Dry scooping is taking a scoop of sports supplement powder (usually pre-workout) and placing it directly into the mouth. Placing things directly under the tongue is called sublingual administration and is common practice with some medications to help them absorb faster. 

Are there any nutritional benefits from dry scooping?

People claim doing this with pre-workout results in quicker absorption because it skips having to pass through the digestive tract to absorb. 

There are two main problems with this: firstly, the trend of dry scooping is taking a scoop of powder straight into the mouth and then swiftly chasing it with a mouthful of liquid and swallowing, defeating the purpose of having something absorb under your tongue. 

Secondly, caffeine takes approximately 45 minutes to metabolise and have its ergogenic effects. In reality, even if you did let the whole scoop dissolve under your tongue, you might get a 15-minute head-start on absorption, but the benefit doesn’t outweigh the risks. 

What are the risks involved with dry scooping?

Who remembers the cinnamon challenge? This trend took social media by storm, with many viral videos emerging of people choking violently after putting a dry teaspoon of cinnamon straight into their mouth. Whilst pre-workout is more soluble than cinnamon, I would recommend saving your throat, lungs and dignity by simply mixing it with some water. 

Caffeine is also a diuretic, meaning it encourages your body to shed water. Take coffee for example, having something like a cappuccino has a net hydrating effect as you are having a decent amount of fluid. A double shot of espresso on the contrary has very little liquid and could cause you to shed more water than you ingest, which can lead to dehydration.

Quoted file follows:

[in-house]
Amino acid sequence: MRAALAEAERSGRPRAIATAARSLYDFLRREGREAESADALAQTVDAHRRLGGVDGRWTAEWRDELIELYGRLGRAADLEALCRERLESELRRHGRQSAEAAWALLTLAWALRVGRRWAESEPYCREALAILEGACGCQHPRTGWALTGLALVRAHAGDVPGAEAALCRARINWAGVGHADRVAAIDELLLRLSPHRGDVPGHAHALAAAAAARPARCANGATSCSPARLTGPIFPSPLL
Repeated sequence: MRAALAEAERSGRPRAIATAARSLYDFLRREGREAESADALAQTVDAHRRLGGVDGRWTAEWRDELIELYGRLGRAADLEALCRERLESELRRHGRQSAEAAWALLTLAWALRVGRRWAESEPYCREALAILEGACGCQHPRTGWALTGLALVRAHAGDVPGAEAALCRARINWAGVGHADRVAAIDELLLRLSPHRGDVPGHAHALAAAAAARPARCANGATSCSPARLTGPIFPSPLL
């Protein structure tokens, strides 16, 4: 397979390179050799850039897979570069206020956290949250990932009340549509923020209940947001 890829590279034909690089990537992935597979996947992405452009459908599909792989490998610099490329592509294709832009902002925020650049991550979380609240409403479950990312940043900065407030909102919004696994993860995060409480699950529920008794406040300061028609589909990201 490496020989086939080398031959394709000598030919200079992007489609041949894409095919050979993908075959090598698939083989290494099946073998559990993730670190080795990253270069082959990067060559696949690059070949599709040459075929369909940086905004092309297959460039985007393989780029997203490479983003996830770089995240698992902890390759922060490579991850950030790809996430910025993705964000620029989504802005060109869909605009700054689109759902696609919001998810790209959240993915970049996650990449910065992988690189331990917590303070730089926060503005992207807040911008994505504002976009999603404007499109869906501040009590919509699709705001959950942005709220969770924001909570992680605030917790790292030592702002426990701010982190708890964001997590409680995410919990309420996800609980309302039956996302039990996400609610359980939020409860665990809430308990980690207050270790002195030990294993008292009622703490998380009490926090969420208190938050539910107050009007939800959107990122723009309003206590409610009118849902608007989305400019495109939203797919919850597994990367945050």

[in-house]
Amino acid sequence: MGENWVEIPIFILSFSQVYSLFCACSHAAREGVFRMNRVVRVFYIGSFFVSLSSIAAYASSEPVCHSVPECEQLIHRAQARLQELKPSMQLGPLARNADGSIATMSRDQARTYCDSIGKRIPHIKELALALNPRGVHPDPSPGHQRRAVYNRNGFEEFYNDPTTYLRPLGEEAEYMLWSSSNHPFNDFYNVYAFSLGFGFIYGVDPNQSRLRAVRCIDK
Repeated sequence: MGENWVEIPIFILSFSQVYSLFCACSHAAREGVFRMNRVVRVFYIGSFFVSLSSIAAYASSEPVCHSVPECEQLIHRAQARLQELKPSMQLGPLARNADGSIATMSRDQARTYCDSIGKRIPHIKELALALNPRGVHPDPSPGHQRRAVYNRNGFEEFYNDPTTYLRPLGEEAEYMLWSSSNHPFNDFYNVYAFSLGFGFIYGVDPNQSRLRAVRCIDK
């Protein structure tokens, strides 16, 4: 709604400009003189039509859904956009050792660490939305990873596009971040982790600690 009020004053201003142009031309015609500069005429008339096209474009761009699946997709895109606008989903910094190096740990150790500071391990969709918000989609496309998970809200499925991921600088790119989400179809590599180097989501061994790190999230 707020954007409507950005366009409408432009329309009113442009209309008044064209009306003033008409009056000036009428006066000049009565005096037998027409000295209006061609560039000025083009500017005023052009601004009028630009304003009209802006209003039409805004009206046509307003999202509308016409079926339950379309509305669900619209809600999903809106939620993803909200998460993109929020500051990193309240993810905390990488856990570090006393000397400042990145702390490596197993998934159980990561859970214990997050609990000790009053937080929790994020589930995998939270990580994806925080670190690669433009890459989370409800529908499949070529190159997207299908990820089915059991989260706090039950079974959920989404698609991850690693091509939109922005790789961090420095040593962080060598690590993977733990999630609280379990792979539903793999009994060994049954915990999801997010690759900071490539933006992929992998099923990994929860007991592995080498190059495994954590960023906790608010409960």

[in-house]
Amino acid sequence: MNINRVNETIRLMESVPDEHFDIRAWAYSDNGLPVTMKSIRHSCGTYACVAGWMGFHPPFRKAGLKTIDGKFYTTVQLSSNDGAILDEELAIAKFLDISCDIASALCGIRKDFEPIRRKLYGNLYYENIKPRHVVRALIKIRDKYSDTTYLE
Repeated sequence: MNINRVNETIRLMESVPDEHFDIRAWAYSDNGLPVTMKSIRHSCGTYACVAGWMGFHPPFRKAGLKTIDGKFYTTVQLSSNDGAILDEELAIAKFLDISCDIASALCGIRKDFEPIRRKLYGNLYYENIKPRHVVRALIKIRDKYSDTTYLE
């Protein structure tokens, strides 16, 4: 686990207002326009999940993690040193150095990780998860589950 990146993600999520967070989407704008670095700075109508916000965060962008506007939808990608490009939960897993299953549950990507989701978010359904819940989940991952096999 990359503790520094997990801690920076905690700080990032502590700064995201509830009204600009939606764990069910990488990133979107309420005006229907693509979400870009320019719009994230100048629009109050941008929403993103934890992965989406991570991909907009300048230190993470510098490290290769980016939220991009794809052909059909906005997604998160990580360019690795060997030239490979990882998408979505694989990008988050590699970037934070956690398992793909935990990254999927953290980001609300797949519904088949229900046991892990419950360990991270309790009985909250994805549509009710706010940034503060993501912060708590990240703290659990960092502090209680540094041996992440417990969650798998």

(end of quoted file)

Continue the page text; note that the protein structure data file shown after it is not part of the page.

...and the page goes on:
A double shot of espresso is 160mg of caffeine, and some pre-workouts are 300-400mg, so it’s important to hydrate when having a higher dose of caffeine. Nothing will kill your training performance more than being dehydrated, irrespective of how high you’re flying on caffeine. 

Why is it more beneficial to mix protein powders with water/milk?

Other supplements like protein powder should also be mixed with something like water or milk. If you were to try and dry scoop protein, good luck – a scoop of protein weighs in at 30-40g, roughly triple the weight of a pre-workout scoop. 

Instead, if you’re having a fast absorbing protein like whey, then opt to mix it with water to keep the quick absorption. Mixing it with milk can slow the absorption of whey protein due to the fat and casein protein content of milk. If you do want to slow the absorption (e.g. before going to bed for a slower release of protein overnight), feel free to mix it with milk.

What’s the takeaway message we can learn from dry scooping?

Be careful with what you see on TikTok. What looks fun and exciting is often good for clout and video views, but often at the detriment of health. Unless it’s viral TikTok food recipe ideas, do as many of those as you like!

My practical advice is to get organised and pack a shaker or buy a small bottle of water to mix your powdered supplements into. 

By Jessica Campbell

Jess is a storyteller committed to sharing the human stories that lie at the heart of sport.